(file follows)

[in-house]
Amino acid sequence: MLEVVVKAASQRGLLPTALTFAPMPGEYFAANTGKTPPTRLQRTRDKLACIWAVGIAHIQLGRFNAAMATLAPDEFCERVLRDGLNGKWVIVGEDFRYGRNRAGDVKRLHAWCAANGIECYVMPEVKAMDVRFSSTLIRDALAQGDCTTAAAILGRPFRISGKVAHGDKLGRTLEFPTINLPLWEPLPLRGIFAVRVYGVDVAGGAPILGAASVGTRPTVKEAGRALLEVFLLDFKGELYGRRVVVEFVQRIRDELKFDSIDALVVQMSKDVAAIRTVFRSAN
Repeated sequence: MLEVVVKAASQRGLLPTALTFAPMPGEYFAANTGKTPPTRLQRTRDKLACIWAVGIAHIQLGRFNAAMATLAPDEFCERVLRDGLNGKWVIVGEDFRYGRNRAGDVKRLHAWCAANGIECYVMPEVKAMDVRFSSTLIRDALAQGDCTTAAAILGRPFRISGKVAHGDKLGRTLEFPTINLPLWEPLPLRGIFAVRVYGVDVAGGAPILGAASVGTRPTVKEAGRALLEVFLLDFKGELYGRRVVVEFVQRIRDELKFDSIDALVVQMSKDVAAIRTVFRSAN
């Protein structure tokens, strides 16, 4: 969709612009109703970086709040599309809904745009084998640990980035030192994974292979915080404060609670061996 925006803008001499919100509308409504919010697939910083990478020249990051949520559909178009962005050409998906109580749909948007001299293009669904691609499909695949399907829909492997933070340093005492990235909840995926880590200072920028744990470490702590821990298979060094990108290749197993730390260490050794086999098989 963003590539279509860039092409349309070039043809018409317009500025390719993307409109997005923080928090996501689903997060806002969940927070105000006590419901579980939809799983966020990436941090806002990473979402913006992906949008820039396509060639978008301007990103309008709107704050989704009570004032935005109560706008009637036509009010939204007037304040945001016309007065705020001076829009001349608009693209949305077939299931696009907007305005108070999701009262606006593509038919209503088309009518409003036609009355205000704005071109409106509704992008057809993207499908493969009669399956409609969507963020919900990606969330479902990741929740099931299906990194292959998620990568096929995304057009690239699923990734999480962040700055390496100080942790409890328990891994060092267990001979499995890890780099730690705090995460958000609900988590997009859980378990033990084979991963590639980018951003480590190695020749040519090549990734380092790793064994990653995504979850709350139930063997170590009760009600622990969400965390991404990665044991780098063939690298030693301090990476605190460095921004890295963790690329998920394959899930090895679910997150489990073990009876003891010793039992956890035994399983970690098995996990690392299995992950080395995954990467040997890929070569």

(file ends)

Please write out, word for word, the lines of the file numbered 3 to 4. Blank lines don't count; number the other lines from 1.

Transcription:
Repeated sequence: MLEVVVKAASQRGLLPTALTFAPMPGEYFAANTGKTPPTRLQRTRDKLACIWAVGIAHIQLGRFNAAMATLAPDEFCERVLRDGLNGKWVIVGEDFRYGRNRAGDVKRLHAWCAANGIECYVMPEVKAMDVRFSSTLIRDALAQGDCTTAAAILGRPFRISGKVAHGDKLGRTLEFPTINLPLWEPLPLRGIFAVRVYGVDVAGGAPILGAASVGTRPTVKEAGRALLEVFLLDFKGELYGRRVVVEFVQRIRDELKFDSIDALVVQMSKDVAAIRTVFRSAN
């Protein structure tokens, strides 16, 4: 969709612009109703970086709040599309809904745009084998640990980035030192994974292979915080404060609670061996 925006803008001499919100509308409504919010697939910083990478020249990051949520559909178009962005050409998906109580749909948007001299293009669904691609499909695949399907829909492997933070340093005492990235909840995926880590200072920028744990470490702590821990298979060094990108290749197993730390260490050794086999098989 963003590539279509860039092409349309070039043809018409317009500025390719993307409109997005923080928090996501689903997060806002969940927070105000006590419901579980939809799983966020990436941090806002990473979402913006992906949008820039396509060639978008301007990103309008709107704050989704009570004032935005109560706008009637036509009010939204007037304040945001016309007065705020001076829009001349608009693209949305077939299931696009907007305005108070999701009262606006593509038919209503088309009518409003036609009355205000704005071109409106509704992008057809993207499908493969009669399956409609969507963020919900990606969330479902990741929740099931299906990194292959998620990568096929995304057009690239699923990734999480962040700055390496100080942790409890328990891994060092267990001979499995890890780099730690705090995460958000609900988590997009859980378990033990084979991963590639980018951003480590190695020749040519090549990734380092790793064994990653995504979850709350139930063997170590009760009600622990969400965390991404990665044991780098063939690298030693301090990476605190460095921004890295963790690329998920394959899930090895679910997150489990073990009876003891010793039992956890035994399983970690098995996990690392299995992950080395995954990467040997890929070569």